It’s time to play fanboi or professional. Quick, guess, am I an Apple fanboi or a grizzled computer industry veteran?
There was a day, gentle reader, when I lingered over Radio Shack ads in the Sunday paper to look at and imagine what it would be like to get a TRS-80 and program on it. Some years later, I got a Commodore 128 for Christmas and dabbled on it a bit. Then I got onto what they called the clones in 1990.
And every couple of years, when I got (or built) a more powerful computer, I was excited. It would have better graphics, it would have a faster processor, it would run cooler games that were almost like movies. Whoa.
But sometime not long after the turn of the century, that joy left me. The excitement in getting a new computer. I started working with them, I suppose, and doing more things with them that were work and not fun. I did like having dual processor machines even unto 2007 or so, but now the performance differences are kinda meh. Also, lately they’ve started making movies that look like computer games, so I’m less impressed with how good a game looks because the movies look so bad.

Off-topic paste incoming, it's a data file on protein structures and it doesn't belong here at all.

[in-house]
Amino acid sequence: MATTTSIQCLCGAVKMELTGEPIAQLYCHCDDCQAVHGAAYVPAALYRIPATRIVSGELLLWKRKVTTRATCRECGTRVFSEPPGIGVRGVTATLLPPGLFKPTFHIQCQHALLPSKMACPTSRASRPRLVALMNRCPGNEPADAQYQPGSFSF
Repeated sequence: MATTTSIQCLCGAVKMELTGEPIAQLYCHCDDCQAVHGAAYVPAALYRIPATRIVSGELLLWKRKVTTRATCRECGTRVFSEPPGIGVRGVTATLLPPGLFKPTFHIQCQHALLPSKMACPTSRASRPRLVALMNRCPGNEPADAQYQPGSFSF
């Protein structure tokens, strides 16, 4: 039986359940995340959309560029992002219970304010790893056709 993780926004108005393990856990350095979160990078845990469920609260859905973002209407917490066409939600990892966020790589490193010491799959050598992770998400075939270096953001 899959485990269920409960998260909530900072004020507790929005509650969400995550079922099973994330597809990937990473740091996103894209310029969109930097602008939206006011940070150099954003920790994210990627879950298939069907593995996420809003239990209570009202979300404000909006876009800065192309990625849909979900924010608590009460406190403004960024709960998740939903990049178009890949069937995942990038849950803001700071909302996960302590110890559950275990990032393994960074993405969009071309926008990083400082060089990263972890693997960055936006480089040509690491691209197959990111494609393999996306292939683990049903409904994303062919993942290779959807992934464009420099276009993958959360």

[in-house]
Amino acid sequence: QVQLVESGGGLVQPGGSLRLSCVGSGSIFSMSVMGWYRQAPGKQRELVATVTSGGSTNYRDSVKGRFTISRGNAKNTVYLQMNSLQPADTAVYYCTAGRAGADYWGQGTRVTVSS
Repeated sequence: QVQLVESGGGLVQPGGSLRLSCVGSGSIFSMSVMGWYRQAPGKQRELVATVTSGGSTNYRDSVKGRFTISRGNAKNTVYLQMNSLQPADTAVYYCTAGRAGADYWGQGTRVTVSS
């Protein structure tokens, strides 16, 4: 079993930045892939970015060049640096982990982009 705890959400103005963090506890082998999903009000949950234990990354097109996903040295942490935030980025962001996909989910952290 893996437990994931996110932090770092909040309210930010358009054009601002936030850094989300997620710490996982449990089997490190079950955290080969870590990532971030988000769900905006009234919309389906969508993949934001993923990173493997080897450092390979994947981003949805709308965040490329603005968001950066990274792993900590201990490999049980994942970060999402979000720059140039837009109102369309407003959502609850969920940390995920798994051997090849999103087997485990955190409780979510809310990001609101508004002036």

Where am I going with this? Ah, yes. Getting a new computer is a bit of a chore these days because I have to copy data and install a pile of applications and whatnot (if it’s to be my Primary computer). And it’s not like I play a lot of games anyway.
So three or four weeks ago, I (my company) got an iPad 2 because I’m doing some mobile testing, and I’ll eventually need to test under the current iOS version and on a tablet. I configured it in a couple of minutes, and then I set it on the desk.
And it’s sat on the desk for the better part of those weeks. Hardly touched. The cats have swiped on it more than I have, but I didn’t give them my pass code, so those tweets are from me. Even the ones meowing great symphonic overtures.
I mean, it’s just another computer, smaller and lighter, but basically a thin Web browser.
There you have it: I am not a fanboi.
UPDATE: Also not a fanboi: Mr. Hill.